Ed Joyce, who many regard as Ireland’s greatest-ever batsman, has retired from all forms of cricket with immediate effect.
The left-hander made his Test debut just last week in Ireland’s inaugural Test, against Pakistan. He made 43 in his last knock for his country to set up a second-innings total of 339 as Ireland raised hopes of completing a stunning comeback victory.
Though he played a key role in Ireland’s qualification for the ICC Cricket World Cup 2007, Joyce’s ODI debut came for England against the country of his birth in 2006. He made one century for his adopted team, against Australia in Sydney in 2007, but enjoyed his best years after switching back to Ireland ahead of the Cricket World Cup 2011. He averaged 41.36 in 61 ODIs for Ireland and made five centuries.
Perhaps his finest moments on the international stage came in Ireland’s 2015 World Cup campaign. He made a century in Ireland’s win over Zimbabwe, and a half-century in their victory over West Indies, both of which were regarded as upsets.
Joyce also starred in county cricket in England, at one point scoring 1,000 runs in seven consecutive seasons. His sole Test for Ireland proved his swansong, but many felt he was unlucky not to make a Test debut for England. He retires with a first-class average of 47.95 from 255 games, with 47 hundreds and a high score of 250.
Joyce will still be involved in Irish cricket, however. He will take up a new role overseeing leadership development and as a batting coach in the Irish performance system.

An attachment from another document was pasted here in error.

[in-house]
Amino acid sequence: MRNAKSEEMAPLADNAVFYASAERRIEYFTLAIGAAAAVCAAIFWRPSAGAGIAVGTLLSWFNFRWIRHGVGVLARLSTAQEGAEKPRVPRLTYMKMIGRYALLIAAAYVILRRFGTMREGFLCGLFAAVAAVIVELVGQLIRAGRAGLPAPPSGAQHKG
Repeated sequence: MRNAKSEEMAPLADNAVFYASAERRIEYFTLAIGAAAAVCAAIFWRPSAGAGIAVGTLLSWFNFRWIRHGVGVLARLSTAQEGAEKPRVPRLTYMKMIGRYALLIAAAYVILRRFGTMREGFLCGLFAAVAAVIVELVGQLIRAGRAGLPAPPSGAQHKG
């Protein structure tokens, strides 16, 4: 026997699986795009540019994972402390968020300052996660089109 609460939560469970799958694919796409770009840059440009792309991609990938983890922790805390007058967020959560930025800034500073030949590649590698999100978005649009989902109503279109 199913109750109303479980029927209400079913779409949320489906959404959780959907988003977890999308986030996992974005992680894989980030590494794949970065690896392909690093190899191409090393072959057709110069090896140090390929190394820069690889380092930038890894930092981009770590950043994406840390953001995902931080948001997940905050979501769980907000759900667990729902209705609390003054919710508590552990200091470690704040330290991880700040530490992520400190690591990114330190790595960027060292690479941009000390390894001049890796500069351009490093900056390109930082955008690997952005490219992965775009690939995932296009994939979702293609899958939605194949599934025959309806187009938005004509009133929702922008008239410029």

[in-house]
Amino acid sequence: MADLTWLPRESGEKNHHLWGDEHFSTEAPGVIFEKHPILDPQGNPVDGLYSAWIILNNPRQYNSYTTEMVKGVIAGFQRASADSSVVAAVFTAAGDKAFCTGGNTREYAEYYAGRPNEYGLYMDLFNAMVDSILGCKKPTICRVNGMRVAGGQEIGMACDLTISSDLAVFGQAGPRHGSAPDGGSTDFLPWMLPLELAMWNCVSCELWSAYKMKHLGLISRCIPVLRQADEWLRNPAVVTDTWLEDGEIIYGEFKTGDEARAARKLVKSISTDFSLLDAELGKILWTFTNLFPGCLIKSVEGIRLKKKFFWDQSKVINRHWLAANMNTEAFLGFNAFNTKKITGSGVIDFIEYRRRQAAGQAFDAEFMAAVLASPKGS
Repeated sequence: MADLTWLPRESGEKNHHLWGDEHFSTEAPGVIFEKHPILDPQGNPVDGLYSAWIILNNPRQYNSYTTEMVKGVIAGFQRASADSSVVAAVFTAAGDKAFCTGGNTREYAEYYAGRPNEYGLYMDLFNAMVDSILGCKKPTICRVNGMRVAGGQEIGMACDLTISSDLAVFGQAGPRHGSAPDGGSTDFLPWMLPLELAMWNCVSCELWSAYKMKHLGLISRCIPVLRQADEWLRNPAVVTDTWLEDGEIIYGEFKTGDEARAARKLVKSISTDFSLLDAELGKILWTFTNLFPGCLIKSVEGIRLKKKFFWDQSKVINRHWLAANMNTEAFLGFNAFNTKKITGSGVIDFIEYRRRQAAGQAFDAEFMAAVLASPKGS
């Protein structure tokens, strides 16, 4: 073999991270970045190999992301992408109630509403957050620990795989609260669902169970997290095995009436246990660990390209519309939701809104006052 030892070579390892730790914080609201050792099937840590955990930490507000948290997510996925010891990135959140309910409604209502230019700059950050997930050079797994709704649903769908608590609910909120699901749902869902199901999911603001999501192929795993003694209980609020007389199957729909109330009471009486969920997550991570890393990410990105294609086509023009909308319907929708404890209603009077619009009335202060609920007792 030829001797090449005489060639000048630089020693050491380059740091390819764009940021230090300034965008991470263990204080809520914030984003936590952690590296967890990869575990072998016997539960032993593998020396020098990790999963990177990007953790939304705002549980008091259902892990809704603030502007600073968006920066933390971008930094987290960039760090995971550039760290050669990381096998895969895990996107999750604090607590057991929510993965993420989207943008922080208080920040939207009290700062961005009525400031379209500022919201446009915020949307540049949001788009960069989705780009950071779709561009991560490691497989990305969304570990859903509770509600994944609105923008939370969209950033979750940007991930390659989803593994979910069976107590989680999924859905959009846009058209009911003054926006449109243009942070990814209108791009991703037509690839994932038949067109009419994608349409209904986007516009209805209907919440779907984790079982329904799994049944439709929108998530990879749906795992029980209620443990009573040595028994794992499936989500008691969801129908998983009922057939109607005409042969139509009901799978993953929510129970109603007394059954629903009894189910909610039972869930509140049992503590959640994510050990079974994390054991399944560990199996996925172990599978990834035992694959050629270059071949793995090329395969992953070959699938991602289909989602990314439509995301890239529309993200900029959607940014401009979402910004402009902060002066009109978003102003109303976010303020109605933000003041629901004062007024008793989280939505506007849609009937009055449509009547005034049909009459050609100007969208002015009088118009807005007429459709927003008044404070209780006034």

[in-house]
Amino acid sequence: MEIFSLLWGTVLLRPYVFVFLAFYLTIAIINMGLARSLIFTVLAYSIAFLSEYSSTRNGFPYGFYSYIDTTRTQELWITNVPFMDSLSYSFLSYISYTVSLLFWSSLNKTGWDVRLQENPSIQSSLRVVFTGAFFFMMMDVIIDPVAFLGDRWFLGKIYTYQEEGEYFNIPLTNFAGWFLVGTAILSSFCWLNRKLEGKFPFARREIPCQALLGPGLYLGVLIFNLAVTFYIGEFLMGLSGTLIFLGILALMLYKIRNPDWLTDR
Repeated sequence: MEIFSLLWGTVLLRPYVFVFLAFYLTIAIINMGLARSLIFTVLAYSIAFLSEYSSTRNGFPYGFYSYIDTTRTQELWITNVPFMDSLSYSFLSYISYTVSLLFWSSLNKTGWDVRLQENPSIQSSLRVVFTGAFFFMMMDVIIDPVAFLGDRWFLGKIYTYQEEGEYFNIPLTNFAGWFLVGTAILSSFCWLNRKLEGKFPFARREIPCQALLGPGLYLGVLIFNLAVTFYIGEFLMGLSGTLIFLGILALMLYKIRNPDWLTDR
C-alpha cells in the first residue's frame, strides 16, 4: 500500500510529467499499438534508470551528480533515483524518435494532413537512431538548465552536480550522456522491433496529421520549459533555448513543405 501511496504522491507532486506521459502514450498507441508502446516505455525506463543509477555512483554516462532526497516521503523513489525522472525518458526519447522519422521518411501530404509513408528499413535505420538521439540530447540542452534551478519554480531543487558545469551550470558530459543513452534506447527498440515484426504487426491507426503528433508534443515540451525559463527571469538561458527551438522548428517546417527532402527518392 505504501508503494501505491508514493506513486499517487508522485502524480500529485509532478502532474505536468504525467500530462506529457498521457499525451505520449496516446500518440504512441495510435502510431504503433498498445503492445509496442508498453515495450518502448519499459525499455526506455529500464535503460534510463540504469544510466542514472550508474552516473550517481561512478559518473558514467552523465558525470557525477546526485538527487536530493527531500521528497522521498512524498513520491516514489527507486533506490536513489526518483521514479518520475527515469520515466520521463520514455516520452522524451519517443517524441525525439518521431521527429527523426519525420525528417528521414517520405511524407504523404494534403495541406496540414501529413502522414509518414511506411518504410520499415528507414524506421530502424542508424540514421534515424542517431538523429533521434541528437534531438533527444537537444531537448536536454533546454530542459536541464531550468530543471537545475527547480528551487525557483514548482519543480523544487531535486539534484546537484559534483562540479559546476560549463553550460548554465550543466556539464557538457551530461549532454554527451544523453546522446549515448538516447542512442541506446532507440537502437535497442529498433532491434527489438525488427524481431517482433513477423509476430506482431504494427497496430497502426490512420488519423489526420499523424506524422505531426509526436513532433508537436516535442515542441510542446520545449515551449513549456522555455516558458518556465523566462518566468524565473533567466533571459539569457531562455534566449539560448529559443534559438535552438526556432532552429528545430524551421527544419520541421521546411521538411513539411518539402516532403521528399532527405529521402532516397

“I feel now is the right time to stop playing and get started on a new chapter,” said Joyce. The recent Test match against Pakistan was such an incredible few days and was the perfect game for me to say was my last in professional cricket.
“I am very grateful to Cricket Ireland for giving me the opportunity to get involved in the coaching set-up. I know I have a huge amount to learn about the art of coaching, but I know I also have a huge amount of knowledge that I’m determined to pass on to the next generation of Irish talent.”
There have been plenty of tributes pouring in. “It is pretty hard to sum up in just a few words how much of an impact Ed has had on Irish cricket and how much of an all-round great person he is,” said Ireland captain William Porterfield. “He is the person, from my era, that showed that being a professional cricketer was a tangible dream across the water. He inspired a whole generation to show that it is possible.
“He is someone that I have always looked up to and to have had the opportunity to play with him for the past few years has been an absolute privilege. He will be a great miss in the changing rooms, not only for his runs, but the person he is. A lot of us, not least the young lads, have learned so much from him.”
It’s not just former teammates who are sad to see Joyce go. “It is always a sad occasion when a top-quality cricketer calls time on his career,” said Ireland head coach Graham Ford. “Ed’s brilliant performance statistics show clearly what an outstanding player he has been.
“Over the years cricketing fans have greatly enjoyed watching many a fine performance from Ed. Sadly his batting qualities will no longer be available to our national team. As the national team coach it is however very comforting to know that Ed’s vast cricketing knowledge and experience will still be a part of our system and will play a vital role in developing future Irish cricketing stars.”
The news was reported by ICC